David Martoredjo (33) joined ITDS as a Manager Risk Management in July 2021. After studying civil engineering, he gravitated towards consultancy through Talent & Pro after spending five years working for one of the Big Four. We were curious how the switch suited him, so we asked him to share some of his thoughts so far.
Hi David, what made you choose ITDS?
The ITDS mindset really appealed to me. Heaps of flexibility to go where and do whatever you want. The way you approach your assignments is left up to you and you are allowed to go your own way. Entrepreneurship fascinates me and here at ITDS you can be the architect of your own career.
What’s more, the welcoming culture at ITDS makes you really feel at home. The atmosphere is warm and open-minded and a lot interesting people work here.
And how does working for ITDS differ from a large consultancy?
ITDS is a dynamic organisation. Lines are short so changes can be implemented that much quicker. It also makes it easier to approach everyone. If you run up against a problem, everyone is willing help; and if they can’t help they’ll put you in touch with an expert who can.
What has been your first assignment for ITDS?
I advise one of the Netherlands’ big webshops in how to identify and manage the most critical risks in the area of information security. It also involves dealing with the various organisations with which the webshop collaborates.
What I find really challenging about it is the extensive switching between people who know a little bit about a small piece in the bigger puzzle. My job is to define the form of the whole puzzle, establish how big it is, and how important a role is played by that one small piece. Defining and reconciling risks and processes is hugely interesting.
Is that why Risk Management appeals to you generally?
Yes. It’s a relatively young sector so you often have to come up with suitable solutions to match clients’ business operations and requirements. It’s a bit like pioneering, looking for the right solution with the right people. And clients see you as an expert in the field of Risk Management.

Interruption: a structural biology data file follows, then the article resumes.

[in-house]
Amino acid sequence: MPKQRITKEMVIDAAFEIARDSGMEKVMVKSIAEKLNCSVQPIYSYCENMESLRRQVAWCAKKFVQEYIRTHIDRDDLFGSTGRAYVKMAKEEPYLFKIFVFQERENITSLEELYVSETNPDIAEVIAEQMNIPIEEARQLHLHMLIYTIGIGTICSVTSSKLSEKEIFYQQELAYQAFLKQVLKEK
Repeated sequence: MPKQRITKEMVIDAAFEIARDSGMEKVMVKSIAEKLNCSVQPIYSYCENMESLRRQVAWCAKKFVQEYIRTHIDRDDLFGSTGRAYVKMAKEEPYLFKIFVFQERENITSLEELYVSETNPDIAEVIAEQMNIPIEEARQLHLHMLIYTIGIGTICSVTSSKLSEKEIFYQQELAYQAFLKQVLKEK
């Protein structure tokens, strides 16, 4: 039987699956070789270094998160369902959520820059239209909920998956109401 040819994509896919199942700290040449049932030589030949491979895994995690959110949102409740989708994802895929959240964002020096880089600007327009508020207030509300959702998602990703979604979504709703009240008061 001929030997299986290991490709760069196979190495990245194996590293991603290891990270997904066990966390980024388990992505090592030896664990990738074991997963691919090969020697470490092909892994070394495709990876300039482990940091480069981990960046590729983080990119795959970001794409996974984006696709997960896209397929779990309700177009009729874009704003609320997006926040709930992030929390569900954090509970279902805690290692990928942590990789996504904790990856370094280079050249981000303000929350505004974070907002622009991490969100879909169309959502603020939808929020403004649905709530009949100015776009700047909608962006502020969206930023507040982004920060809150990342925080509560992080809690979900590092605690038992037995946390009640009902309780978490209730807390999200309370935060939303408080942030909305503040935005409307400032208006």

Furthermore, when it comes to implementing risk management, many organisations have an enormous amount of catching-up to do. Helping to prevent fraud is super cool; it not only impacts the organisation itself; it also helps the organisation’s customers.
Is your civil engineering background a big help?
Civil engineering teaches you several important skills, which you can apply in practically any discipline. For example, in addition to acquiring hard technical skills and learning mathematics, you also learn to deal with complex problems in a multidisciplinary environment. And you need plenty of creativity. All these skills are certainly useful in risk management!
Aside from assignments at clients, what else do you do at ITDS?
Even though we work on different assignments for a variety of clients, risk colleagues meet regularly to share our knowledge and experiences. One of us might, for example, know all there is to know about IT risks and data governance, while another might be an expert in financial risks. It’s how we learn from one another and keep our knowledge up-to-date.
We also collaborate with a team of risk consultants in implementing Internal Control Frameworks (ICF) at clients. In the context of this team, I coach juniors in content. I’ve also started giving training courses in the area of Lean SIx Sigma and Scrum/Agile. My own further development is also very important to me.
Looking ahead, what would you like to achieve at ITDS?
I’d love to continue developing my coordination activities; like setting up a strategy in a team context to implement risk management in organisations, for example. In this respect, I think the IT component of risk management is the most interesting, because, among other reasons, IT is becoming increasingly important. I’ve already developed myself in IT during the past few years, so it strikes me as a cool thing to do to share my knowledge and experiences with other ITDS colleagues.
I’d also like to further my development in ITDS by coaching others. I think it’s important to establish where a person’s strengths lie and how they can be expanded and developed.
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